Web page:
The government of DKI Jakarta province is attempting to build public space to change the city face by means of constructing Children Friendly Public Space. This paper assesses the success of these Child Friendly Public Space interventions
With the rapid urbanization of China and the establishment of the new family structure, the phenomenon of grandparents taking care of children has become common in urban families. Preschoolers and their inter-generational caregivers have become the second major users of outdoor public space (OPS) in the cities of China. This paper explores this phenomenon and some of the design considerations it requires.
A case study of a comprehensive housing ecosystem approach in Asunción, Paraguay. Innovative, affordable housing solutions in any context require evidence-based community-, market- and policy level solutions that stem from a deeper analysis of the entire housing ecosystem.
A safe streets advocacy campaign from the FIA's Child Health Initiative. Safe and healthy streets where space is shared equitably, which encourage walking and cycling while keeping young people safe on their journeys to school and college are possible.
This is a call to action to make adolescent health and wellbeing a priority. The 10-19 age group is a unique window of opportunity for well-being, health and development, through a person's life. Yet globally, 1.1 million adolescents are dying each year from preventable causes. Millions more are suffering abuse, injury and ill health
Available data suggests that playgrounds are comparatively safe places – yet, in many countries, concerns about potential liability for injury have led to bureaucratic risk reduction initiatives that might not do a good job of weighing the risks against the benefits of encouraging more adventurous outdoor play. Drawing on research across a number of disciplines, this white paper sets out 10 recommendations for action by agencies taking forward playground and public space initiatives.
People moving count, stationary activity mapping, intercept surveys and sensory mapping are among the tools that can be used to gather data on young children and caregivers in cities. They are explained in practical detail in this publication, a collaboration between the Bernard van Leer Foundation and Gehl.
Based on learnings gathered from Urban95 initiatives across the world, this Urban95 Starter Kit serves as a starting point to help cities understand the value of investing in their youngest inhabitants and the people who care for them, and to provide actionable ideas and guidance on how to do so.
Tel Aviv is a city of young families: in 2018, more than a third of residents were aged 18 to 35, and 6.3% were aged 3 or under – well above the average for the developed world. Yet until recently the municipality took little interest in its youngest residents.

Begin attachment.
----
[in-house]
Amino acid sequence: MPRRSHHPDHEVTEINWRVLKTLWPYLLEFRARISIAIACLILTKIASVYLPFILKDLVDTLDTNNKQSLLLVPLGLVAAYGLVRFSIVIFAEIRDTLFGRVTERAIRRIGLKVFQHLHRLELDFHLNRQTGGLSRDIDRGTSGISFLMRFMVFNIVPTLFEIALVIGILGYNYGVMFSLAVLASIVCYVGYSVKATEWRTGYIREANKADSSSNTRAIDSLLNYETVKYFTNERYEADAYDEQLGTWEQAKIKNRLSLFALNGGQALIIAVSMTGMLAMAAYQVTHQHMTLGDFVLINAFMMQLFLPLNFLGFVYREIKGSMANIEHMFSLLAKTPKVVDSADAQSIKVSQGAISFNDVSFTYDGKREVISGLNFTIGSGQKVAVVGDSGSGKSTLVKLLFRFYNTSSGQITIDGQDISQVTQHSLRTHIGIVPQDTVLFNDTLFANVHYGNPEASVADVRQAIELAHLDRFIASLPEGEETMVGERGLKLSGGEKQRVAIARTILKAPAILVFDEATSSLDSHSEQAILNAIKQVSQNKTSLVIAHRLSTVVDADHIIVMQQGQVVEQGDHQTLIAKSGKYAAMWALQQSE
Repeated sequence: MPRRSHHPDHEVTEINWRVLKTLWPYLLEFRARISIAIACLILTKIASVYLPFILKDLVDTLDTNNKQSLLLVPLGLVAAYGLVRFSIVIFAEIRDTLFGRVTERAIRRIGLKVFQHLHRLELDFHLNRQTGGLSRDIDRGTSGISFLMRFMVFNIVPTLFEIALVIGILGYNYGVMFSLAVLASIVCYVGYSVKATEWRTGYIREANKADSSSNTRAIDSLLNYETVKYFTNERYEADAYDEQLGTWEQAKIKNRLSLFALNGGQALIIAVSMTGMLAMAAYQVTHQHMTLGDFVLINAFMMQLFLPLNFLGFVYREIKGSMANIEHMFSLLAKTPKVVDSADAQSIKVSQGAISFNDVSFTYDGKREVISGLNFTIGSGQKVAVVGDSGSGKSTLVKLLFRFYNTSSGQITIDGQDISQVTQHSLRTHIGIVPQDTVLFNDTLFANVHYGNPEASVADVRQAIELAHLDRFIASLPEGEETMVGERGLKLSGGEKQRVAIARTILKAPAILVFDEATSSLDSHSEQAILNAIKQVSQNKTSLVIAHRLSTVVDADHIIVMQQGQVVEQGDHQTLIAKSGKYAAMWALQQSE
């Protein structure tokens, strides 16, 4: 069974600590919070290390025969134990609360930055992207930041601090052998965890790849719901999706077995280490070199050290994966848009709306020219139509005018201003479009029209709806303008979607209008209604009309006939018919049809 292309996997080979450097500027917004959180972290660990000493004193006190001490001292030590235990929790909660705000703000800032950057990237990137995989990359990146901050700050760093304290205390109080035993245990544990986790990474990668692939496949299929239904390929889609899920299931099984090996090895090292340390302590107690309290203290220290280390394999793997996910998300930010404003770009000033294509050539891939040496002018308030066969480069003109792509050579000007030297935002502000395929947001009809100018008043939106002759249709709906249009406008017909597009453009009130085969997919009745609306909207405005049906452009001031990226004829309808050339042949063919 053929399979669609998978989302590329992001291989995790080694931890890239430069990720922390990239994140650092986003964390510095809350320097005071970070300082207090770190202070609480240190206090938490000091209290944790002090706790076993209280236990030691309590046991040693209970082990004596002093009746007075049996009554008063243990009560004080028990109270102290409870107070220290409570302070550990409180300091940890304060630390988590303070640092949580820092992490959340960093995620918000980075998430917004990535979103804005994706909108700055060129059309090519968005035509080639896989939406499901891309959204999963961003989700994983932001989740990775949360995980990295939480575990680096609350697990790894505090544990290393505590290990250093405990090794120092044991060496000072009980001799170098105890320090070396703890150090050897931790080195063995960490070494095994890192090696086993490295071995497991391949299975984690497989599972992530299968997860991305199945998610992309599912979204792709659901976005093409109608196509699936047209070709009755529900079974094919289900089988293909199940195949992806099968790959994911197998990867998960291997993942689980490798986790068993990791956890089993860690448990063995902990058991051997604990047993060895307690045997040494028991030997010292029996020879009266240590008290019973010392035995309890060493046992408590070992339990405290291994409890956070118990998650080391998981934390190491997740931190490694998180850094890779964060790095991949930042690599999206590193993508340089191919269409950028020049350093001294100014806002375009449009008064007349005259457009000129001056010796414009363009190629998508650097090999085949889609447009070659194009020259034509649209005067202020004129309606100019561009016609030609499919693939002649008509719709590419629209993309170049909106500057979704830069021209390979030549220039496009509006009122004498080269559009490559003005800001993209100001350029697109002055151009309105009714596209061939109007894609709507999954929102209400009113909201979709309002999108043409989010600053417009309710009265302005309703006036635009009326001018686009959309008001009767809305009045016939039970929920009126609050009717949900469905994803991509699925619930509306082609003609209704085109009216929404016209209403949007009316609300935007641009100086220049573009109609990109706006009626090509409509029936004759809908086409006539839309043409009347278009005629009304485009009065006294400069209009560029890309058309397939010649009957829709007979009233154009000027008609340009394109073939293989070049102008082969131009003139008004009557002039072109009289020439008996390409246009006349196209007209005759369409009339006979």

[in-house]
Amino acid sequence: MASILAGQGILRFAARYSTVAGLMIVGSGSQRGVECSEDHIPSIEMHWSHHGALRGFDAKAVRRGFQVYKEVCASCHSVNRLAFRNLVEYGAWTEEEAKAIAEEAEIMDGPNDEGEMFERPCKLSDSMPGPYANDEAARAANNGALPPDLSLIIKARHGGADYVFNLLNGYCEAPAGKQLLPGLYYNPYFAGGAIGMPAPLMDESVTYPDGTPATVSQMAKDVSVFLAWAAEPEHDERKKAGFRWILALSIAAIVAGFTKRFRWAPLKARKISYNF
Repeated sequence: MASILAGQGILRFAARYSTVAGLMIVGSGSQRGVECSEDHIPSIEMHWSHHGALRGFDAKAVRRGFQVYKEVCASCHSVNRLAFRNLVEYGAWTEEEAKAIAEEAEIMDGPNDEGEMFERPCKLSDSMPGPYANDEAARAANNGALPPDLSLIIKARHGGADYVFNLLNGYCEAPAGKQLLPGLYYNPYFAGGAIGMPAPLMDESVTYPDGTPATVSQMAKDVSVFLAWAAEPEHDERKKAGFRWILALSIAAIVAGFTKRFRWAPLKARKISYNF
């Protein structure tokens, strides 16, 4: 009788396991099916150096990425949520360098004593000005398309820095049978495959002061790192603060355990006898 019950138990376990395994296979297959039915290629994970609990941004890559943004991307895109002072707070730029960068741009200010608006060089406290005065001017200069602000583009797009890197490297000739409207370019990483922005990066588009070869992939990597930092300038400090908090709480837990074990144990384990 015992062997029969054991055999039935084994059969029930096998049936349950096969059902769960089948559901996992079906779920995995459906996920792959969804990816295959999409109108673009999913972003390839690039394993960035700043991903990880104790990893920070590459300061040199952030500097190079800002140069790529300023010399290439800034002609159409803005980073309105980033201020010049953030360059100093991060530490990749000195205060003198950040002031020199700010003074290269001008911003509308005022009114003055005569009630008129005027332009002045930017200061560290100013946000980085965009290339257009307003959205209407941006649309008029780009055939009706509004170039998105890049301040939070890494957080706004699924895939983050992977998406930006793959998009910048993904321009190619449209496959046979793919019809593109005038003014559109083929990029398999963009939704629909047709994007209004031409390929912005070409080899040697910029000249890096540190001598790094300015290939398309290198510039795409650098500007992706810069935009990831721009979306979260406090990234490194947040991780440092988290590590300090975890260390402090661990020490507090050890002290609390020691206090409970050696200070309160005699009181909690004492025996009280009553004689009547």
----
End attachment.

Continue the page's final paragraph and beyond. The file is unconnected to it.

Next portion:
Erion Veliaj is the first mayor of Tirana, Albania, to be elected primarily by those born after communism. In 2015 he took charge of a youthful city – the 800,000 residents’ average age was 27 – that had endured decades of isolation under a totalitarian regime followed by unchecked growth in the 1990s that brought heavy pollution, traffic, haphazard construction, economic disparity, corruption and social strife.
Language: Spanish En la guía de diseño de PUCU, se recogen ideas para reorganizar los espacios públicos y diseñarlos de forma que respondan mejor a las necesidades de crecimiento y desarrollo de la primera infancia. Se establece un estrecho vínculo entre el urbanismo y el diseño, por un lado, y las necesidades de la sociedad, por Read more →
Data dashboards can help cities to set priorities, monitor progress, encourage collaboration, inform decisions, increase accountability, and strengthen the voices of children. Based on interviews with experts and practitioners, this report considers when dashboards are useful, how they work, and what makes them most effective in promoting child-friendly cities.
This toolkit provides possible design interventions to create more inclusive play environments from the street to the neighbourhood. It is aimed at stakeholders including policy-makers, designers, planners, architects, NGOs and residents.
The Infant, Toddler, Caregiver-Friendly Neighbourhood (ITCN) Framework and Guidelines comprises five publications that will help Smart Cities in India to create infant, toddler and caregiver-friendly neighbourhoods.
This report summarises how the Turkish Economic and Social Studies Foundation (TESEV) produced an interactive map of services for children and families across 39 district municipalities in Istanbul, correlated with data about the child population and socio-economic indicators.
This tool is designed to help city leaders, officials and early child development practitioners to make practical decisions. The result of a collaboration between the Bernard van Leer Foundation and the Open Data Institute, it guides teams through the key considerations for planning a data-informed project or policy, including strategy, data collection and use, and ethics and engagement.
This paper briefly distils 10 initial findings from research to explore how public spaces in a city might better support young children and their caregivers. Ranging beyond parks and playgrounds to plazas, sidewalks and streets, it aims to inform and inspire planners, designers, public health advocates and community members who are fighting for more child-friendly cities.
This comparative study looks in depth at five programmes: Empowering Parents, Empowering Communities (London); Briya Public Charter School’s Two Generation Programme (Washington DC); Mala Ulica Family Centre (Ljubljana); De SLOEP, House of the Child (Ghent); and Triple P – Positive Parenting Program (Queensland).